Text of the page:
Live Animal Testing

Live-cattle testing would be extremely beneficial to the BSE surveillance system. Current methods are performed post-mortem and are targeted at high-risk animals. A live test would presumably allow earlier detection of the disease, which would advance our understanding of the epidemiology of BSE infection and enhance the possibility of eradication of this disease.

USDA has been critical of current testing procedures because they may not detect infected animals early in the incubation period, thereby allowing the possibility of false negatives (FSIS 2004); development of enhanced diagnostics would reduce such possibilities. One example of a seemingly applicable analysis technique is the use of sodium phosphotungstic acid to preferentially precipitate prions. Use of this method has been shown to increase Western blot sensitivity by up to 3 orders of magnitude (Wadsworth and others 2001; Glatzel and others 2003). Further study of the practical application of this technique as a means of enabling detection earlier in the disease cycle may provide a means for elimination of animals that appear healthy even though they are infected with BSE prions.

Development of such diagnostics, as suggested by the Secretary’s Subcommittee on the U.S.’ Response to the Detection of a Case of Bovine Spongiform Encephalopathy (Kihm and others 2004) could go a long way toward characterizing the amount of BSE infectivity present in the U.S. cattle population.

Adaptive Risk Management in the Face of Evolving Science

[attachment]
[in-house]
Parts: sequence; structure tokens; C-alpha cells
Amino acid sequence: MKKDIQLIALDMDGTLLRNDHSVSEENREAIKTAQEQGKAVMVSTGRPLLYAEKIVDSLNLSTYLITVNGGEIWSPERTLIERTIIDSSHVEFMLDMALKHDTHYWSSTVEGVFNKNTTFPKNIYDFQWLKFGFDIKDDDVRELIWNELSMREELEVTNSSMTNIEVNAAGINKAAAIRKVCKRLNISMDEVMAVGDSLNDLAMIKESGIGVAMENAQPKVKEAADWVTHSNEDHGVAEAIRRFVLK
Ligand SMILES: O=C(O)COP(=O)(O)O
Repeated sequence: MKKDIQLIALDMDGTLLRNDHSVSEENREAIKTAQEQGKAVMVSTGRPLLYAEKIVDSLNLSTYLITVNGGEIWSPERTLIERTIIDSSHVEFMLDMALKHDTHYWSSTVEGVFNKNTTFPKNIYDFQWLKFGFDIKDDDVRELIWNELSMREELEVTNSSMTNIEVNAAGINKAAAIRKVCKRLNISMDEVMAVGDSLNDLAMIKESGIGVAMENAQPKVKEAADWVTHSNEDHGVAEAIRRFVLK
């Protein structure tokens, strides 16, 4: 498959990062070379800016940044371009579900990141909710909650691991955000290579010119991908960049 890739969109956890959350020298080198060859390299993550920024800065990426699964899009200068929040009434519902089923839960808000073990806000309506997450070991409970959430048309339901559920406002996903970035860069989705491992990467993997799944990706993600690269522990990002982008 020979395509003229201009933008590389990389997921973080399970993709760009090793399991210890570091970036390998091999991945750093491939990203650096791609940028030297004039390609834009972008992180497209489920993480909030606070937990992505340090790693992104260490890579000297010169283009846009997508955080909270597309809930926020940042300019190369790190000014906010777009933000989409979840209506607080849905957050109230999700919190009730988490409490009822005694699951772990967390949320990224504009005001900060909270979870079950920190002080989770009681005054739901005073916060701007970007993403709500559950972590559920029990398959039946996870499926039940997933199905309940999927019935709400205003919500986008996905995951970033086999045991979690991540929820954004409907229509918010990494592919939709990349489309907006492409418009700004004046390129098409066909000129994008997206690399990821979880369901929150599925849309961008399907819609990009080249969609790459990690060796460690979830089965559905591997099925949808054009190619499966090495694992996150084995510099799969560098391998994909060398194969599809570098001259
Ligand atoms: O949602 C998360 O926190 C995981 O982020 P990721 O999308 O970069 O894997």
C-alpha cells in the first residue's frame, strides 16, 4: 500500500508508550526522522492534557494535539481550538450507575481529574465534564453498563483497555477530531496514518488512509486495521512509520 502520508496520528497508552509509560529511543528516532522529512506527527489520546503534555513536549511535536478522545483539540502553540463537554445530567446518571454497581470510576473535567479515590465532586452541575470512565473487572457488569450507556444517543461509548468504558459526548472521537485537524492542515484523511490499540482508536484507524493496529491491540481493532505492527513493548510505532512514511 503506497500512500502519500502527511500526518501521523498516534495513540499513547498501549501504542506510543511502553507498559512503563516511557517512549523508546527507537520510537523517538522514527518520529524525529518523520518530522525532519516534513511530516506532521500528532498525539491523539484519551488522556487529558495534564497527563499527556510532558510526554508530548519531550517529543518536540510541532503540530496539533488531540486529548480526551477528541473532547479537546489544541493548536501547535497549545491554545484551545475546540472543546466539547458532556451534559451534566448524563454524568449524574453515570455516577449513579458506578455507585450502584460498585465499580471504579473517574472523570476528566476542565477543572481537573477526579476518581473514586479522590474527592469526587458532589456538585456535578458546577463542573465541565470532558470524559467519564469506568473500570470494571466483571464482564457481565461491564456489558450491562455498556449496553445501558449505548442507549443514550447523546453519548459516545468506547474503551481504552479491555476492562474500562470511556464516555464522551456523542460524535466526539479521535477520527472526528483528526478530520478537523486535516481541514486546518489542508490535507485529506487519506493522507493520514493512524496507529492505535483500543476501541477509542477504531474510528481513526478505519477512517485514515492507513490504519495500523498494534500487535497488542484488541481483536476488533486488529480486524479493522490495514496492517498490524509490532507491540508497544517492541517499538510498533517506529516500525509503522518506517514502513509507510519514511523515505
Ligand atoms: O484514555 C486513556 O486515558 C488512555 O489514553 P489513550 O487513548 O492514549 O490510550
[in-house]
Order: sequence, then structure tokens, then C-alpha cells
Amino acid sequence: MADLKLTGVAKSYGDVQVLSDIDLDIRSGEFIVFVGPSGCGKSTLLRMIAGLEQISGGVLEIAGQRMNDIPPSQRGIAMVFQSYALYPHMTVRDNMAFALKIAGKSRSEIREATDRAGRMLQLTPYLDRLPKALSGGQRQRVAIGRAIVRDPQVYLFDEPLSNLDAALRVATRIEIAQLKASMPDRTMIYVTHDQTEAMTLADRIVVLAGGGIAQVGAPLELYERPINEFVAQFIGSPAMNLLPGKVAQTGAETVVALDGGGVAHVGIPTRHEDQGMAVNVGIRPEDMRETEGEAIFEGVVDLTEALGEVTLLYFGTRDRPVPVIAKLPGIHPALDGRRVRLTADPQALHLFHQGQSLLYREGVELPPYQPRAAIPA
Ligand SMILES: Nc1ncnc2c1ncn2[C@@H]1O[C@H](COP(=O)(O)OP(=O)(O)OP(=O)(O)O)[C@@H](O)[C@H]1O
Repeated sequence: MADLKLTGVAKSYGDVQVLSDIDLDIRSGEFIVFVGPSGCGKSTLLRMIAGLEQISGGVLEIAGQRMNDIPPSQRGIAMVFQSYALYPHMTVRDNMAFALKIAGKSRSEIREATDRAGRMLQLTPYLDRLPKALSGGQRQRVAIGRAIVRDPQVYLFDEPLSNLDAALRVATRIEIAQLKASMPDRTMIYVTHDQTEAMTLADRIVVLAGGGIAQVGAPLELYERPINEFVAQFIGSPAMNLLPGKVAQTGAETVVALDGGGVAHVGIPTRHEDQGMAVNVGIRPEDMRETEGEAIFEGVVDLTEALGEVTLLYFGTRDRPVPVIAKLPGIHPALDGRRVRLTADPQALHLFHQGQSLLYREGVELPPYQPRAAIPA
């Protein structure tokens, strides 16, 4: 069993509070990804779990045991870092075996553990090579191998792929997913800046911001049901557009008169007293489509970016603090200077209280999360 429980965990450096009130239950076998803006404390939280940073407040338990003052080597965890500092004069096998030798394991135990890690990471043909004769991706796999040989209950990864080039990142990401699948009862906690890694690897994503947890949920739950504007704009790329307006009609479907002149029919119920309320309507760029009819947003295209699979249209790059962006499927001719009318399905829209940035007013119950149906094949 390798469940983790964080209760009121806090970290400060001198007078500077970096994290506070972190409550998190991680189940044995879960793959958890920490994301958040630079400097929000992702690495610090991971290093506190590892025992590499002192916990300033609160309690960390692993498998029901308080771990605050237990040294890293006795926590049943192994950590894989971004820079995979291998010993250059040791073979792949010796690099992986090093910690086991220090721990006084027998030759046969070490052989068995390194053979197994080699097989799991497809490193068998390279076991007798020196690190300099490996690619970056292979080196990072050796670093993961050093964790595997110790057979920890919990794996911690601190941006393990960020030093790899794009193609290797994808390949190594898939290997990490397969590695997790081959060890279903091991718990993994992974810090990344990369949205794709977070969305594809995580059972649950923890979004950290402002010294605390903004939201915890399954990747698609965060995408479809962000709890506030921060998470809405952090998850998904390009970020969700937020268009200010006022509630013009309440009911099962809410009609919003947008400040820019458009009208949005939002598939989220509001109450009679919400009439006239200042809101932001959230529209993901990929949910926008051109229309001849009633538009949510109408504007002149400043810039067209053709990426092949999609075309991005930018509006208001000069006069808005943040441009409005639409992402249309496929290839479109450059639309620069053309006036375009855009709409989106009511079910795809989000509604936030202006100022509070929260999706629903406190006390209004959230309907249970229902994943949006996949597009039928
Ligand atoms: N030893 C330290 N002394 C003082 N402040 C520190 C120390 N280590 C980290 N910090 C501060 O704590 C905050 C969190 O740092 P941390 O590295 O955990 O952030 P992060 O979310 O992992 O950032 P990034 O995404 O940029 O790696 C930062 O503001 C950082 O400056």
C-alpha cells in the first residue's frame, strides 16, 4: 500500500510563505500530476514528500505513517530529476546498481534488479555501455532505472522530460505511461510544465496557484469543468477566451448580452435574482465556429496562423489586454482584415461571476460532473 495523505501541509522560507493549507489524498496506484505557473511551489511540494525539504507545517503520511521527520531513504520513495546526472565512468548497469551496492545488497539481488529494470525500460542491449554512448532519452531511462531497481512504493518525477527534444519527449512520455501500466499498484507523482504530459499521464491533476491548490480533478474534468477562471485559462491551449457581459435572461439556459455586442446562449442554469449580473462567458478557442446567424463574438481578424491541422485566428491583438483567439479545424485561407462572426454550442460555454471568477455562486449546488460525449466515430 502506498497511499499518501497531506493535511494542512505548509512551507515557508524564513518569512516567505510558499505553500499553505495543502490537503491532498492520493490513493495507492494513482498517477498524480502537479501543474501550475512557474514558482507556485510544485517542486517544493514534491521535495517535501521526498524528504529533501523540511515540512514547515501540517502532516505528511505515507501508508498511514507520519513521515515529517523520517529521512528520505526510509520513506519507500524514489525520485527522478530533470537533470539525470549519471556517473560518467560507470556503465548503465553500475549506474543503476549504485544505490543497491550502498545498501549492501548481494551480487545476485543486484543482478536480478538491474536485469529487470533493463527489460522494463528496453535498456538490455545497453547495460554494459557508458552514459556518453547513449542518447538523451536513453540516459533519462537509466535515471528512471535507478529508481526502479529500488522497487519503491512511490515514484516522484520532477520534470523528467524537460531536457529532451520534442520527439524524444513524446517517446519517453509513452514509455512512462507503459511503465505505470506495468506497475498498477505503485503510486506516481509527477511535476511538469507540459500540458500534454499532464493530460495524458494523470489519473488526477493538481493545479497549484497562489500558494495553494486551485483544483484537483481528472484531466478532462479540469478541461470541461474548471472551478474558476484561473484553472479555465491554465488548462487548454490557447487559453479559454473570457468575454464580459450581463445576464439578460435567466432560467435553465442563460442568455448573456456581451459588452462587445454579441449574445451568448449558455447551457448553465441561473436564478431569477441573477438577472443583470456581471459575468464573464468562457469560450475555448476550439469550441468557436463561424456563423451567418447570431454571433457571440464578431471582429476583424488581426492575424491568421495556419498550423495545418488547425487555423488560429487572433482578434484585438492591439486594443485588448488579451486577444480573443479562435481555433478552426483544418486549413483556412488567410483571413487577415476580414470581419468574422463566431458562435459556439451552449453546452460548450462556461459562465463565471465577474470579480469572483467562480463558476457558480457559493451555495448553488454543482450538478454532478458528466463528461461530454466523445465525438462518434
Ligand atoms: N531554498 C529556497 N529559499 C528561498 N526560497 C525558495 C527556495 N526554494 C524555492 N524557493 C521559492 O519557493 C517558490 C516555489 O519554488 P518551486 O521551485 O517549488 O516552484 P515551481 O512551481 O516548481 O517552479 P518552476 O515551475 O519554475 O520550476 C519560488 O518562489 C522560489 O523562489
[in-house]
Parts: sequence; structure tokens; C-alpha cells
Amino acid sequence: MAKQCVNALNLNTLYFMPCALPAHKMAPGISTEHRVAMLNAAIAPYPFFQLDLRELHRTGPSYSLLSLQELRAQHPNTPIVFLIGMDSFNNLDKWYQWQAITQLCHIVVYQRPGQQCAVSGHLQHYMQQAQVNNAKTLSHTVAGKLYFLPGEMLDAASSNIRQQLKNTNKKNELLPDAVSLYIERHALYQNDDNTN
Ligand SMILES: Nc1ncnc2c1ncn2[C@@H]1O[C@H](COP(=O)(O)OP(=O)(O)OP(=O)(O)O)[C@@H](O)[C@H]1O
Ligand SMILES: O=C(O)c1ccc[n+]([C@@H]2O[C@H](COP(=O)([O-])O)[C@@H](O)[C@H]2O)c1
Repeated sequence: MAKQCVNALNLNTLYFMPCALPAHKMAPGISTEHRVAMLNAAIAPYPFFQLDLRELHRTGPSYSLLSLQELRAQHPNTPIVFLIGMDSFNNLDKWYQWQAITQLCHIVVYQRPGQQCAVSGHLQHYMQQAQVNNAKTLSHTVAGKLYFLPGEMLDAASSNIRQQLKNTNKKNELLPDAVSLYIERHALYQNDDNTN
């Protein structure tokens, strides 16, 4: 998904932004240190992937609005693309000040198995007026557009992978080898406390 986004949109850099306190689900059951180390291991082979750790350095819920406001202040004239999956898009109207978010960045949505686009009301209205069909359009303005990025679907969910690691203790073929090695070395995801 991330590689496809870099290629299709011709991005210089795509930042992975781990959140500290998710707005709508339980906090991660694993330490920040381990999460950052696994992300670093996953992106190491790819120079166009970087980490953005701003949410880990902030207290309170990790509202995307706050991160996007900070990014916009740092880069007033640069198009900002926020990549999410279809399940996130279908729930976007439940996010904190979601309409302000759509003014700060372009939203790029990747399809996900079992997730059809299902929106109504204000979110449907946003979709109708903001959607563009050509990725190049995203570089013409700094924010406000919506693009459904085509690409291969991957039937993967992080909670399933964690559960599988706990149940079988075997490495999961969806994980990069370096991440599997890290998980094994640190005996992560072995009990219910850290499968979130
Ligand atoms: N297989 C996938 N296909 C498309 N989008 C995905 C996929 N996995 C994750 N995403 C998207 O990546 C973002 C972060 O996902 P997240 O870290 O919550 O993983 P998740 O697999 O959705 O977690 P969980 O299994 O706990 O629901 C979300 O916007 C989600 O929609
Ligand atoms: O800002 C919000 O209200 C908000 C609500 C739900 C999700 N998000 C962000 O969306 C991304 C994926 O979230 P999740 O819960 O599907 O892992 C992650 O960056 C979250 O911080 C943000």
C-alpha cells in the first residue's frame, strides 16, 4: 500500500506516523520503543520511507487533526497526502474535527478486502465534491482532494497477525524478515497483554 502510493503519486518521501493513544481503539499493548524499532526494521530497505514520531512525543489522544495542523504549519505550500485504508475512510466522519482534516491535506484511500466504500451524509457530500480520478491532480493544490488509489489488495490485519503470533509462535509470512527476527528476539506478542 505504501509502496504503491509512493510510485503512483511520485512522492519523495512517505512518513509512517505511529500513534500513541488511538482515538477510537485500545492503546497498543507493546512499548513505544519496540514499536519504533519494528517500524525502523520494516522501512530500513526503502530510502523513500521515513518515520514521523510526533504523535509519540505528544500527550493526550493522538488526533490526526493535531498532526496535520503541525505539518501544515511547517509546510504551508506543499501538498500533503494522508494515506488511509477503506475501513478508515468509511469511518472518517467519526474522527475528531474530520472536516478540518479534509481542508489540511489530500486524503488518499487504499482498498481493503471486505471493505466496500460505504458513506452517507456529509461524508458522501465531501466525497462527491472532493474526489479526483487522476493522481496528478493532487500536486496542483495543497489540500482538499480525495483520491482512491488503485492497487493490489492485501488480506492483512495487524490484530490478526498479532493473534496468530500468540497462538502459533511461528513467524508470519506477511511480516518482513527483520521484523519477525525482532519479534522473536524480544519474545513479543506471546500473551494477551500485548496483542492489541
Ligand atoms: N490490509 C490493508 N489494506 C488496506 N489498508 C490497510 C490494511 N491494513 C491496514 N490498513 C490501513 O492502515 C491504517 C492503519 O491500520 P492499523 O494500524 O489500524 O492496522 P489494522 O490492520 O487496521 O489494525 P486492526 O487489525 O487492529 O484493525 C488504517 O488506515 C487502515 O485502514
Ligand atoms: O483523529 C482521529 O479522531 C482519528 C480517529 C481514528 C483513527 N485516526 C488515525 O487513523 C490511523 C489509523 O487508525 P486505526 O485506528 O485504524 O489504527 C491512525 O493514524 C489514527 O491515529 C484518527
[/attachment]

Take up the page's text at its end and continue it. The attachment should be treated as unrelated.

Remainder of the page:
Prions present one of today’s great scientific enigmas and one that has a particularly significant effect on the food industry, regulators who work to keep our food supply safe, and the public who expect animal products that they consume to be safe. A number of TSEs have been discovered, each with differing symptoms, genetics, transmissibility, and pathology. Expression of TSE in a species is affected by the magnitude of exposure dose to PrPres, the hosts PrP genome, the route of exposure, and the age at exposure.

New TSE research appears in the scientific literature or popular press almost weekly. TSEs are an active research area, with multiple in-vivo and in-vitro approaches, using a wide array of both wildtype and transgenic experiment animals. Given that the expression of TSE is very dependent on the specific infectious agent/host interaction, researchers must be very cautious when extrapolating results of experimental studies; for example, scrapie in mice and CWD in deer are not necessarily always equivalent to BSE in cattle.